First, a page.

Who would win: SQL Server special Agent or one Jenkins boi

If I was asked, in which situations I would use Jenkins instead of Agent, the answer would probably be ‘it depends’, and it really does! I tried to come up with some kind of generic scenarios, in which one of the two tools will be a more logical choice based on my experience. However, these are only recommendations and, after all, there is always more than one right answer, so – feel free to experiment!

Scenario Tool of choice Comments
Execute SQL Server query SQLAgent Easy to setup and use
Execute OS command or a script Jenkins Better logging and troubleshooting, no dependencies on SQL Server, easily scalable
Run SSIS package SQLAgent Natively supported by Agent
Retrieve data from a single server SQLAgent A single Linked Server is easy to maintain
Retrieve data from multiple servers Jenkins Will take 1-2 lines of Powershell code instead of 20+ minimum in Agent; easily scales
Perform maintenance operation on a database SQLAgent Transact-SQL operations are handled perfectly from the SQL Server Agent
Perform maintenance operation on an instance/server/cluster/AG Jenkins No dependencies on SQL Server itself; can control status remotely
Execute SQL code from a remote source Jenkins Integration with SCM; plugins to control the behavior
Multi-step T-SQL job SQLAgent Has easily configurable order with actions on success/failure
Multi-step mixed language job Jenkins Easy to troubleshoot, more options, reliable
Trigger job on a SQL Server event SQLAgent Can use native tools (events or alarms), can be called from code
Trigger job on a remote application call Jenkins No permissions on SQL Server required, REST API, no DB connectivity needed

Corruption in system object possibly due to schema or catalog inconsistency

I’ve been playing with the database snapshot feature on one of my lab SQL 2016 servers, when suddenly the snapshot operations started to throw me some weird errors:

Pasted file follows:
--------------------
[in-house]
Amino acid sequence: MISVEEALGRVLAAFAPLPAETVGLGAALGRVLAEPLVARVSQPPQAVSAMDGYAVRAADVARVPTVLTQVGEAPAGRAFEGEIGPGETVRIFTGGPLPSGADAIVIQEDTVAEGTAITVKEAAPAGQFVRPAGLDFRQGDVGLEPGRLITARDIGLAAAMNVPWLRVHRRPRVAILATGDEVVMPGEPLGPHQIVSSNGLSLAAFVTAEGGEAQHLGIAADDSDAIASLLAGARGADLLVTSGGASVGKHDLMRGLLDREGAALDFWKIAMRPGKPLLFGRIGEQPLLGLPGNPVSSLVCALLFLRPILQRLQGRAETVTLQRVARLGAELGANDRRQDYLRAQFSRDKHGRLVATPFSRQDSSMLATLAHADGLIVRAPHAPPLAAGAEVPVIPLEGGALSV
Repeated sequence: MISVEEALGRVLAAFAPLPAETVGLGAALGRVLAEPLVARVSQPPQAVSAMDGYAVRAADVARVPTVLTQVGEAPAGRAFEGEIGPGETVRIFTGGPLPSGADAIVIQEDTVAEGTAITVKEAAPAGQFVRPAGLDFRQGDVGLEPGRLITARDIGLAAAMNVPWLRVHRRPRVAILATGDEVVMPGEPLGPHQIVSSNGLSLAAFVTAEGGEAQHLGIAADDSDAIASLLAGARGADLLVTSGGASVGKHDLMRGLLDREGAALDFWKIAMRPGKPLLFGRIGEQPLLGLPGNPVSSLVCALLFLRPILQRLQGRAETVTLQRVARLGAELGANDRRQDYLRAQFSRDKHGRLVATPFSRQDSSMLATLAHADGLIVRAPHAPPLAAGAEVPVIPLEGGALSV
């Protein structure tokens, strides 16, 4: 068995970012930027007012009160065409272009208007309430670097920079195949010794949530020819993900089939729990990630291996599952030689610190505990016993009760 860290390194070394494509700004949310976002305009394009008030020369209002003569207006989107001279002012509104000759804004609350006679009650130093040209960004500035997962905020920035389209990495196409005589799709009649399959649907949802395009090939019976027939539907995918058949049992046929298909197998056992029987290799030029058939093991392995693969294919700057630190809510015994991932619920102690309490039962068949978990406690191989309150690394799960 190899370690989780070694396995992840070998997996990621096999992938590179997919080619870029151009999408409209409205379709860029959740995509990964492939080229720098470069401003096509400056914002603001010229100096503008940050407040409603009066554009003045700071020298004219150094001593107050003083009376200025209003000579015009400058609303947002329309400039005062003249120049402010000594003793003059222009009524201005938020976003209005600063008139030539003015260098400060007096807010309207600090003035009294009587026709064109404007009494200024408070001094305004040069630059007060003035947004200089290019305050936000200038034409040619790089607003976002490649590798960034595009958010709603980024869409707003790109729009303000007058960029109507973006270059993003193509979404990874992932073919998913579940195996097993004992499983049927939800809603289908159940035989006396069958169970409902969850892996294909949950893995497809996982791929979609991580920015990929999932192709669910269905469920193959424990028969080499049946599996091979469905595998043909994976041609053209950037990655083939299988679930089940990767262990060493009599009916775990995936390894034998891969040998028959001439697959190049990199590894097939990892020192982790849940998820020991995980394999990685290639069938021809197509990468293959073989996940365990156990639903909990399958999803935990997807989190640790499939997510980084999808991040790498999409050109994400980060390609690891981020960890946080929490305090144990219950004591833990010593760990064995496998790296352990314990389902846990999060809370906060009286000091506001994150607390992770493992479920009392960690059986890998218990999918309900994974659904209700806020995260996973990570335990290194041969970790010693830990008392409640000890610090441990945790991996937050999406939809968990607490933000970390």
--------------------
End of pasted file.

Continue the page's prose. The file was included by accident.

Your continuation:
Msg 5901, Level 16, State 1, Line 1
 One or more recovery units belonging to database 'ci_dbUp' failed to generate a checkpoint. This is typically caused by lack of system resources such as disk or memory, or in some cases due to database corruption. Examine previous entries in the error log for more detailed information on this failure.
 Msg 1823, Level 16, State 2, Line 1
 A database snapshot cannot be created because it failed to start.
 Msg 211, Level 23, State 8, Line 1
 Corruption in database ID 8, object ID 41 possibly due to schema or catalog inconsistency. Run DBCC CHECKCATALOG.

Well, hello there. To be honest, the server I was playing on was one of those servers that might easily lose battle to one of modern calculators, in other words, old SCSI drive “potato” server with decent number of cores and non-existing disk performance. Which, probably, triggered this corruption, because I was doing multiple attempts of snapshot creation -> restore from snapshot -> remove snapshot chain and running a restore operation in parallel. Each snapshot operation (that usually is instantaneous) was taking about 30 seconds.

One of them apparently was fatal for the database. So, what’s the plan, Doc?


Since it’s a pretty small database, I can go with full-blown DBCC CHECKDB with EXTENDED_LOGICAL_CHECKS (you can consider running lighter checks first though, see https://docs.microsoft.com/en-us/sql/t-sql/database-console-commands/dbcc-checkdb-transact-sql):

Msg 5901, Level 16, State 1, Line 1
One or more recovery units belonging to database 'ci_dbUp' failed to generate a checkpoint. This is typically caused by lack of system resources such as disk or memory, or in some cases due to database corruption. Examine previous entries in the error log for more detailed information on this failure.
Msg 1823, Level 16, State 2, Line 1
A database snapshot cannot be created because it failed to start.
Msg 1823, Level 16, State 8, Line 1
A database snapshot cannot be created because it failed to start.
Msg 7928, Level 16, State 1, Line 1
The database snapshot for online checks could not be created. Either the reason is given in a previous error or one of the underlying volumes does not support sparse files or alternate streams. Attempting to get exclusive access to run checks offline.
Msg 211, Level 23, State 8, Line 1
Corruption in database ID 8, object ID 41 possibly due to schema or catalog inconsistency. Run DBCC CHECKCATALOG.

DBCC CHECKCATALOG gives pretty much the same output.

SQL Server logs: same error number, memory dumps, no specifics.

I could try doing a restore (or partial restore), but the database is not in a logged mode, which would enable me to go with page restore. Also, msdb.dbo.suspect_pages table shows me zero suspected pages, so probably nothing that can be done here except for a full restore to the previous night.

Backup source files